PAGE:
CompTIA is encouraging individuals who are already studying for Network+ to take the current exam before the performance–based questions become incorporated. As part of this initiative, CompTIA will allow you to purchase a Network+ exam voucher by November 3 and save 15%. Purchase a Network+ Exam Voucher Now if you plan on taking the exam by November 3rd. Once you buy the voucher, you’ll have between ten and twelve months from the date of purchase to redeem it for a test. After November 3, these exam vouchers revert to full price.
Security+ candidates: How the product changes affect you
For Security+, the last day to take the exam WITHOUT performance-based items is December 31, 2012. Starting on January 5, 2013, all Pearson VUE-delivered Security+ exams will include this item type.
As with Network+, CompTIA is encouraging individuals already studying for Security+ to take the current exam before performance–based question become incorporated. Purchase a Security+ exam voucher by December 31, 2012 and save 15%. Purchase Security+ Exam Voucher Now if you plan on taking the exam by December 31st. The voucher is valid for ten to twelve months from the date of purchase. On January 1, 2013, these exam vouchers revert to full price.
In addition, CompTIA has created a great video all about the CompTIA testing experience that includes information about the PBT item type. The item type discussion section starts at around the 5-minute mark, but I would suggest watching the whole video, because it contains some great information.
Transcender customers: how the product changes affect you
As far as the Transcender products go, we will definitely be adding performance-based items to our current practice tests. But keep in mind that we do NOT get an advance viewing of these items — so we cannot see what these items entail until November 3rd for Network+ and January 5th for Security+. Once we see how CompTIA handles the performance-based aspect, we will put together a plan for revising our practice products so that they’ll best prepare you for the actual exam. We anticipate that we’ll be adding our own performance-based items approximately 6-8 weeks after the CompTIA exams release.
Any Transcender customers who have an active practice test license at the time we release the product update will be able to update their purchase to the new version at NO additional cost. (What a great value add!)
Feel free to contact us with any questions you may have, and happy testing!
Tags: casp, CompTIA, Performance-Based Testing
At the CompTIA Academy Educator Conference in Las Vegas, I made a presentation to help educators better understand the CompTIA Advanced Security Practitioner (CASP) exam. I received such awesome feedback that I decided to write a blog post based on the presentation. I will explain the CASP exam to you, where the exam fits in the certification world, and how you should prepare to take it or prepare your students to take it.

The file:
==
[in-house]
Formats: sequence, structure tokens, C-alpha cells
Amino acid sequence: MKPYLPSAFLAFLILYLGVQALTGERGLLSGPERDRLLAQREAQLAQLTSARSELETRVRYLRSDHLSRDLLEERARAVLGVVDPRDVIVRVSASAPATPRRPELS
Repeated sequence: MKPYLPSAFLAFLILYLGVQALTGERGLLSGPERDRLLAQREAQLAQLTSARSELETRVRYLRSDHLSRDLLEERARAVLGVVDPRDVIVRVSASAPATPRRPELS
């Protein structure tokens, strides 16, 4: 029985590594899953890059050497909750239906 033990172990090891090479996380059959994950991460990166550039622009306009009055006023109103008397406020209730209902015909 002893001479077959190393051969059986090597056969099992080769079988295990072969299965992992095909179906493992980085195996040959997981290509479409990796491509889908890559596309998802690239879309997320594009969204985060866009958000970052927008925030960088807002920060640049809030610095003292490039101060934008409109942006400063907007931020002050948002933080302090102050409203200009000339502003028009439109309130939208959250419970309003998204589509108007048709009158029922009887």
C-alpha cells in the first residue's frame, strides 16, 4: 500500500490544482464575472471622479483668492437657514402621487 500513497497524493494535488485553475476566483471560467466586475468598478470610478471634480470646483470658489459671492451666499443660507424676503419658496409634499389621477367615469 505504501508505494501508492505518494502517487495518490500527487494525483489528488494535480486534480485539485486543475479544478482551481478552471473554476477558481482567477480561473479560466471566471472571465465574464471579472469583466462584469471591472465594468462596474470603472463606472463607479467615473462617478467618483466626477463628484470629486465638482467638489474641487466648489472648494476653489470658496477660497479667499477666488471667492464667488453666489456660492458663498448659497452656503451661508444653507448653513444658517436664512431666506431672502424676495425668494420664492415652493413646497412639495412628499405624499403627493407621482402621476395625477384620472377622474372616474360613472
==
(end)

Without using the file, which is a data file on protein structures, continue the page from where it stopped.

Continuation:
What the CASP Certification is
First, here are some key numbers for you. In CompTIA’s 8th Annual Information Security Trends study, 76% of those responding indicated that their IT staff probably or definitely need more vendor-neutral security training. 81% of those responding indicated that they would give more recognition and financial rewards to the IT staff members who complete a security certification. Based on the findings in the 8th Annual Information Security Trends and other studies, CompTIA decided that:
- An advanced-level security exam would be good to pursue.
- The exam should be performance-based.
- The exam should fit into other vendors’ certification(s) as an elective.
- The exam should concentrate on new technologies that demand a concentration in security aspects, such as IPv6, VoIP, and SaaS.
- Acceptance of the exam would depend on the U. S. government’s acceptance of the new certification and its applicability to Department of Defense Directive (DoDD) 8570. According to CompTIA’s IT and CyberSecurity white paper, “Those seeking compliance with IA Technical Level III and IA Management Level II of U.S. DoD Directive 8570.01-M. (CASP is proposed to the 8570 Directive for these workforce categories.)”
The result was the CASP, the first certification in the Master Series of certifications released by CompTIA. The CASP exam will certify that the successful candidate has the technical knowledge and skills required to conceptualize, design, and engineer secure solutions across complex enterprise environments.